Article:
Two and a half centuries before Trump, there was...
the Duke of Newcastle. ... There is scarcely any public man in our history of whose manners and conversation so many particulars have been preserved. Single stories may be unfounded or exaggerated. But all the stories about him, whether told by people who were perpetually seeing him in Parliament and attending his levee in Lincoln's Inn Fields, or by Grub Street writers who never had more than a glimpse of his star through the windows of his gilded coach, are of the same character. Horace Walpole and Smollett differed in their tastes and opinions as much as two human beings could differ. They kept quite different society. Walpole played at cards with countesses, and corresponded with ambassadors. Smollett passed his life surrounded by printers' devils and famished scribblers. Yet Walpole's Duke and Smollett's Duke are as like as if they were both from one hand. Smollett's Newcastle runs out of his dressing-room, with his face covered with soap-suds, to embrace the Moorish envoy. Walpole's Newcastle pushes his way into the Duke of Grafton's sick-room to kiss the old nobleman's plasters. No man was so unmercifully satirised. But in truth he was himself a satire ready made. All that the art of the satirist does for other men, nature had done for him. Whatever was absurd about him stood out with grotesque prominence from the rest of the character. He was a living, moving, talking caricature. His gait was a shuffling trot; his utterance a rapid stutter; he was always in a hurry; he was never in time; he abounded in fulsome caresses and in hysterical tears. His oratory resembled that of justice Shallow. It was nonsense--effervescent with animal spirits and impertinence. Of his ignorance many anecdotes remain, some well authenticated, some probably invented at coffee-houses, but all exquisitely characteristic. "Oh--yes--yes--to be sure-- Annapolis must be defended--troops must be sent to Annapolis-- Pray where is Annapolis?"--"Cape Breton an island! Wonderful!-- show it me in the map. So it is, sure enough. My dear sir, you always bring us good news. I must go and tell the King that Cape Breton is an island."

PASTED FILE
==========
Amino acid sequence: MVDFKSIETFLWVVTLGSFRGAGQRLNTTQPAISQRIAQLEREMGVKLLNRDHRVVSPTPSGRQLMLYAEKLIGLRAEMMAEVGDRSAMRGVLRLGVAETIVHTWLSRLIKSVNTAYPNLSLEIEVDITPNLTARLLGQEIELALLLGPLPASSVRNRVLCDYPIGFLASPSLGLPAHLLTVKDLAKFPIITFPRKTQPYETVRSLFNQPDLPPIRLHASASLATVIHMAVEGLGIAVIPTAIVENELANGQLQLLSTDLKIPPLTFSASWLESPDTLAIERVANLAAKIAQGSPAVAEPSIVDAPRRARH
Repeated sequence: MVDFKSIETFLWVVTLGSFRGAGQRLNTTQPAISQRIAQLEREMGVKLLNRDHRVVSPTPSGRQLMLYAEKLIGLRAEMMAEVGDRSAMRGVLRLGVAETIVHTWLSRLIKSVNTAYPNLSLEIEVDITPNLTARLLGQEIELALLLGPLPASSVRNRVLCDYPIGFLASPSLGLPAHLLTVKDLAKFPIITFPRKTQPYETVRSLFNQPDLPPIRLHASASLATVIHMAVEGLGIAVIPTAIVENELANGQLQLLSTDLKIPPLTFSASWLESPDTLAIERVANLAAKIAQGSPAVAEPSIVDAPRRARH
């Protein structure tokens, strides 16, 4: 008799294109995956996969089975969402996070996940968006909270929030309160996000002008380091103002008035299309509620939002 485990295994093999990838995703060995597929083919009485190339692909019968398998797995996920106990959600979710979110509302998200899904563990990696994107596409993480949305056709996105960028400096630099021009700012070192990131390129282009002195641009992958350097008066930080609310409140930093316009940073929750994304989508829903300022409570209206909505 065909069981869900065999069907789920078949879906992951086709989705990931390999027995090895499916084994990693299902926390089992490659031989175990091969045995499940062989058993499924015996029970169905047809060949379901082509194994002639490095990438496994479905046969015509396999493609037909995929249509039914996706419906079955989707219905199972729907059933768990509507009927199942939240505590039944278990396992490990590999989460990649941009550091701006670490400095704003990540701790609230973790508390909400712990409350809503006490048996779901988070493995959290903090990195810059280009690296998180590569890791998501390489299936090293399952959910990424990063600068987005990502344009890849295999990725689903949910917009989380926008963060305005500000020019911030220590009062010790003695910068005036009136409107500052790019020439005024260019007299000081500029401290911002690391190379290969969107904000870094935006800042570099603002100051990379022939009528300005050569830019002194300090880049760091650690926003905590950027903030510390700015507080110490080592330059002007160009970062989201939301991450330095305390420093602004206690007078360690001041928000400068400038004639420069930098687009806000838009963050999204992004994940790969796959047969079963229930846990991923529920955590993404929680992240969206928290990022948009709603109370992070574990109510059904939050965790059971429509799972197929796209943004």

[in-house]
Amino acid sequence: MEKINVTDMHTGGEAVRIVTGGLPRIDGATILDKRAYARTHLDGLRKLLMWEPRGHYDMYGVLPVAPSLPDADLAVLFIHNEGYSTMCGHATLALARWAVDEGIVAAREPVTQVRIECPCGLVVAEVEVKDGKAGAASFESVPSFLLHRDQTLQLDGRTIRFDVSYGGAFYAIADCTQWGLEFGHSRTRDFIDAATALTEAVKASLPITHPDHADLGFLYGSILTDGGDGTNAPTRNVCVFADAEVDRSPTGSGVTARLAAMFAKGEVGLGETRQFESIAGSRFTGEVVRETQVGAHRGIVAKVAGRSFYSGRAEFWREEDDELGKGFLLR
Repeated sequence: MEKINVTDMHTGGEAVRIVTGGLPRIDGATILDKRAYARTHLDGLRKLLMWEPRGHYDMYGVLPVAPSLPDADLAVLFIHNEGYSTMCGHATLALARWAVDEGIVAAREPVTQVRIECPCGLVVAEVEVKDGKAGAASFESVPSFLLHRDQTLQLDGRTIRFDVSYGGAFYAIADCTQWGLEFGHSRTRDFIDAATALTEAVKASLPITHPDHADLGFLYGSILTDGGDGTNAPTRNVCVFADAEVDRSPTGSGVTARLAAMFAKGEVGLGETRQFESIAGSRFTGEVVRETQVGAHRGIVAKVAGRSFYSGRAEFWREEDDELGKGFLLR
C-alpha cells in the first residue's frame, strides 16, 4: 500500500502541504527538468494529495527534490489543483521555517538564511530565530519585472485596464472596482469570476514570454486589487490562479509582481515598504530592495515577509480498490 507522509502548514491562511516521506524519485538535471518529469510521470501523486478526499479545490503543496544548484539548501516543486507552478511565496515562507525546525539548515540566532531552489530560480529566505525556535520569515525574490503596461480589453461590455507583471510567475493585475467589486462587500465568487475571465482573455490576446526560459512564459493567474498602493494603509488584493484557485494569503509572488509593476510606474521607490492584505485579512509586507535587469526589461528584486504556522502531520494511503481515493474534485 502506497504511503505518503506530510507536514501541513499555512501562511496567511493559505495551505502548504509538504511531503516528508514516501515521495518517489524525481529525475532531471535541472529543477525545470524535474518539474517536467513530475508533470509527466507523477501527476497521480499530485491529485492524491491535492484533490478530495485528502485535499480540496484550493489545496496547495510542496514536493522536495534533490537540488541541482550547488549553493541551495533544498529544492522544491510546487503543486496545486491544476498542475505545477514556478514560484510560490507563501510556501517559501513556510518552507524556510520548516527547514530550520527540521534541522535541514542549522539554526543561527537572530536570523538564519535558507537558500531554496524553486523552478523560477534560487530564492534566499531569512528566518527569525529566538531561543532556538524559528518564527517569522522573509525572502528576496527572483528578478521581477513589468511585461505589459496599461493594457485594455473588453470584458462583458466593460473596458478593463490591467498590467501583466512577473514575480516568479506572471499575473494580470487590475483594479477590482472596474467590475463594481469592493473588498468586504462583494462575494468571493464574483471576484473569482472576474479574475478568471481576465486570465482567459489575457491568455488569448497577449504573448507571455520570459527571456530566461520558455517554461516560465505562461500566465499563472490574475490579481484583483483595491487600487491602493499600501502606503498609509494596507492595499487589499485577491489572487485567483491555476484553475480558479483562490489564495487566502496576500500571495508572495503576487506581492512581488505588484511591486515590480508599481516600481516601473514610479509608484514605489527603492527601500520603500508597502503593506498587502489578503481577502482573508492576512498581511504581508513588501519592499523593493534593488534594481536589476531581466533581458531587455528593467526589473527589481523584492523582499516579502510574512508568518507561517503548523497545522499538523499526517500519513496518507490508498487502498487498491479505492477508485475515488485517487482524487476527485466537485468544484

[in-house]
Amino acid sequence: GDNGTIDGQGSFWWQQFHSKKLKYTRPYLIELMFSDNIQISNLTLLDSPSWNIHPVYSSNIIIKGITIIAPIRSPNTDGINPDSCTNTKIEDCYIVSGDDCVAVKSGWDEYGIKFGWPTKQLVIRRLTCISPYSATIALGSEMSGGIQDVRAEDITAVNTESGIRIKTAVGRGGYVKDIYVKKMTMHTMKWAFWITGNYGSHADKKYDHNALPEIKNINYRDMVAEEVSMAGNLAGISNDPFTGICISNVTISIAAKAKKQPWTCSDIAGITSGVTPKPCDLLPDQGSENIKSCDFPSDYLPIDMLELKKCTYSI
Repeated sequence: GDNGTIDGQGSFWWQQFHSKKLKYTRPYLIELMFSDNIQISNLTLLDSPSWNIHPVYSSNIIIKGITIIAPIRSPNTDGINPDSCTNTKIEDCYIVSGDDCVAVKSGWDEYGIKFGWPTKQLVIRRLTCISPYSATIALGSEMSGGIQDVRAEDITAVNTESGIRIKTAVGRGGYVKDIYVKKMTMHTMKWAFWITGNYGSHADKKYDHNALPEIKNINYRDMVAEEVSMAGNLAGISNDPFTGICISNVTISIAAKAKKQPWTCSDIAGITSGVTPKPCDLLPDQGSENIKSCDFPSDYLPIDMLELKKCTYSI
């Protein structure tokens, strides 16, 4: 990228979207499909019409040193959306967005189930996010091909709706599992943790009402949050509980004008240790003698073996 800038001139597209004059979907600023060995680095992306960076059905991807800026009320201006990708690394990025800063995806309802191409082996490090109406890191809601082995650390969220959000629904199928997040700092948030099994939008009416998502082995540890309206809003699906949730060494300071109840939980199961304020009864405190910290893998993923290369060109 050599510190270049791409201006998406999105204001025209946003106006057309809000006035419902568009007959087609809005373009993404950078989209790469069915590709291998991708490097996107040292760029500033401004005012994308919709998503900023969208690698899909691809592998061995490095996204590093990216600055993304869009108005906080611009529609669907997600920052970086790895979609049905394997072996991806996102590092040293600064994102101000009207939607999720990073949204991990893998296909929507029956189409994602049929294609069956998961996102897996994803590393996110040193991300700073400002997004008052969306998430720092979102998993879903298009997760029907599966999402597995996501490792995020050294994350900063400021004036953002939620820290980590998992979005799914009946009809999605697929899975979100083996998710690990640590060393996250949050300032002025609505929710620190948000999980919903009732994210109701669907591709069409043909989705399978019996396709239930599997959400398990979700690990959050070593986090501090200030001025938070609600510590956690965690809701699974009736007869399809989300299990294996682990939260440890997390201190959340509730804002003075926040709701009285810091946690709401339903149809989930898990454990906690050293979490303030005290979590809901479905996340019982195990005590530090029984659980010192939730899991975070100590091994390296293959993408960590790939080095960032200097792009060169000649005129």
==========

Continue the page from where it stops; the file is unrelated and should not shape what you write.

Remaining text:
And this man was, during near thirty years, Secretary of State, and, during near ten years, First Lord of the Treasury! His large fortune, his strong hereditary connection, his great parliamentary interest, will not alone explain this extraordinary fact. His success is a signal instance of what may be effected by a man who devotes his whole heart and soul without reserve to one object. He was eaten up by ambition. His love of influence and authority resembled the avarice of the old usurer in the Fortunes of Nigel. It was so intense a passion that it supplied the place of talents, that it inspired even fatuity with cunning. "Have no money dealings with my father," says Martha to Lord Glenvarloch; "for, dotard as he is, he will make an ass of you." It was as dangerous to have any political connection with Newcastle as to buy and sell with old Trapbois. He was greedy after power with a greediness all his own. He was jealous of all his colleagues, and even of his own brother. Under the disguise of levity he was false beyond all example of political falsehood. All the able men of his time ridiculed him as a dunce, a driveller, a child who never knew his own mind for an hour together; and he overreached them all round.
Quoted from T. B. Macaulay's essay on Horace Walpole, published in 1833.